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Friday, September 18, 2020

Parliament session: Oppn raises suspension of Question Hour issue, govt says ‘not running away from debate’

Opposing the move, Trinamool Congress MP and Floor Leader in Rajya Sabha Derek O' Brien said the opposition members will lose the right to question the government.

By: Express Web Desk | New Delhi | Updated: September 2, 2020 9:30:44 pm
A Unity Of PurposeNational parliaments do not dispense with questions even at the time of war.

Leaders of Opposition parties have opposed the suspension of Question Hour and private members’ bills in the upcoming Monsoon Session of Parliament, alleging it was an attempt by the Centre to deny opposition members an opportunity to raise questions on the state of the economy and the coronavirus pandemic.

The notifications issued by Lok Sabha and Rajya Sabha secretariats Wednesday said that there will be no Question Hour  in the upcoming Session, which will be held from September 14 to October 1, in view of the COVID-19 pandemic. And the Zero Hour would be restricted in both Houses.

“There will be no Question Hour during the Session. In view of the request of the Government owing to the prevailing extraordinary situation due to COVID-19, the Speaker has directed that no day be fixed for transaction of Private Members’ Business during the Session,” the Lok Sabha Secretariat said in a notification.

Both Houses will function on Saturdays and Sundays as well, the notifications said. The Session will be held in two shifts — 9 AM to 1 PM and 3 PM to 7 PM. Except for the first day, the Rajya Sabha will sit in the morning shift and the Lok Sabha will sit in the evening, according to the notifications.

Opposing the move, Trinamool Congress MP and Floor Leader in Rajya Sabha Derek O’ Brien said the opposition members will lose the right to question the government.

“Pandemic an excuse to murder democracy,” he said in a tweet.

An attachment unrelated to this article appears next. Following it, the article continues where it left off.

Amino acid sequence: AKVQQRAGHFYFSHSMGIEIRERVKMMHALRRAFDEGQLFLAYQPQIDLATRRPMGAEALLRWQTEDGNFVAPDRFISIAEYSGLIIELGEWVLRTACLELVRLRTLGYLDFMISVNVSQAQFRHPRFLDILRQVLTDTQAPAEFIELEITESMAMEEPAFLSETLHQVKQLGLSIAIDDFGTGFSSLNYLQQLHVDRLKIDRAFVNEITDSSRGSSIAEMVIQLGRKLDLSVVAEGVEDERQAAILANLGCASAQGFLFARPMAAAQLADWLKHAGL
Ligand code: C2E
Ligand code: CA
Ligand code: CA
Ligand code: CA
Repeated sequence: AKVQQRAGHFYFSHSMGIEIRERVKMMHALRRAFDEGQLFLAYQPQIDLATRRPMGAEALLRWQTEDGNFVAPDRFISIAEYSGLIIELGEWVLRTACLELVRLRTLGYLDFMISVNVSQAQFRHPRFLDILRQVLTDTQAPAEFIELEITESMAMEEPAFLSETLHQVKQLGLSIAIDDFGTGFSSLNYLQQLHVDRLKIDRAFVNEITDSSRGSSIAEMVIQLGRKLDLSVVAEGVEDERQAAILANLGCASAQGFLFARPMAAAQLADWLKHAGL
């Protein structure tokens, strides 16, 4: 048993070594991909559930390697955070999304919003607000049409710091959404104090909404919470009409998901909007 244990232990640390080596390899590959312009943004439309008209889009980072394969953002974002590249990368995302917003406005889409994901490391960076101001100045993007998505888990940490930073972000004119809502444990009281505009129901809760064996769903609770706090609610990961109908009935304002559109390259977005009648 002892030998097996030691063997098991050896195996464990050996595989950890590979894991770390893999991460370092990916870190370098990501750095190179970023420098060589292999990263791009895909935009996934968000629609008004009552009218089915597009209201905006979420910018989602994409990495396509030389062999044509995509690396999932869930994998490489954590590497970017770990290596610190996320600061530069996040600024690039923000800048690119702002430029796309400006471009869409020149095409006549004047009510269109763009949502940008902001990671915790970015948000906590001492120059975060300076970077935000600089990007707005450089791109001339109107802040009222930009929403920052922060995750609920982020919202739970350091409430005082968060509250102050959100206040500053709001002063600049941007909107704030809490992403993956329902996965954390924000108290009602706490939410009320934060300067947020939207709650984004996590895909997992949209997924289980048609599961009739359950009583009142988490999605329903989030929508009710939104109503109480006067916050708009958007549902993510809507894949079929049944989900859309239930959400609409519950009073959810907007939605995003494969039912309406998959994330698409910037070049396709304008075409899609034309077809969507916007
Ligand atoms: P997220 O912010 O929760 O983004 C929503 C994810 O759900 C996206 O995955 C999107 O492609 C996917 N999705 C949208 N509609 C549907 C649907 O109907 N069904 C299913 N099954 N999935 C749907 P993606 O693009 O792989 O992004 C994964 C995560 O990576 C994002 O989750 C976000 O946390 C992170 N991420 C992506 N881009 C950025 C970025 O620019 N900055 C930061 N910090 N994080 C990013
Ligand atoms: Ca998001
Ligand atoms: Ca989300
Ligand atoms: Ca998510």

O’ Brien said the Question Hour was cancelled in the past when Parliament was called for special sitting, but the upcoming monsoon Session was a “regular Session”.

“MPs required to submit Qs for Question Hour in #Parliament 15 days in advance. Session starts 14 Sept. So Q Hour cancelled ? Oppn MPs lose right to Q govt. A first since 1950 ? Parliament overall working hours remain same so why cancel Q Hour?Pandemic excuse to murder democracy,” he tweeted.

DMK leader Kanimozhi said the BJP government’s decision to suspend the Question Hour for an entire Session conveys just one message – “Even elected representatives have no right to question the government.”

Responding to the criticism, Union minister Prakash Javadekar said the Parliament session is being held under special and extraordinary circumstances.

“Parliamentary Affairs Minister is in touch with various political parties and is talking to their leaders. He will inform all about the issue at the right time,” Javadekar was quoted as saying by PTI.

Meanwhile, Parliamentary Affairs Minister Pralhad Joshi told the news that the government is not running away from any debate and that all opposition parties were told beforehand about the move with most of them agreeing to it.

The government is ready for unstarred questions and it has requested presiding officers of both the Houses to facilitate the same, he said.

Last week, Congress leader in Lok Sabha Adhir Ranjan Chowdhury wrote to Speaker Om Birla urging him not to curtail the Question Hour and the Zero Hour. He had said it will prevent lawmakers from raising issues of national importance.

However, his Congress colleague and Leader of Opposition in Rajya Sabha Ghulam Nabi Azad had said the Session is “being held in totally extraordinary circumstances” and that to “accommodate a normal day’s business in half a day is impossible”.

“Parliament is being conducted in totally different circumstances and I know the type of pressure that is there on the Chairman and the Speaker. They have to ensure the safety and security of Parliamentarians. The Chairman and the Speaker have been working for the last two months. The Chairman has been talking to me and consulting me as Leader of the Opposition. So, I know,” Azad had said.

Both Question Hour and Zero Hour and key elements of Parliament Sessions.

During Question Hour, Members can ask starred and unstarred questions to the Government. Starred questions are answered orally on the floor of the House by the Minister concerned. The Member is also entitled to ask two supplementary questions. For unstarred questions, written answers are given by Ministers and deemed to have been tabled in the House.

During Zero Hour, members can, with prior notice to the Chair, raise important issues.

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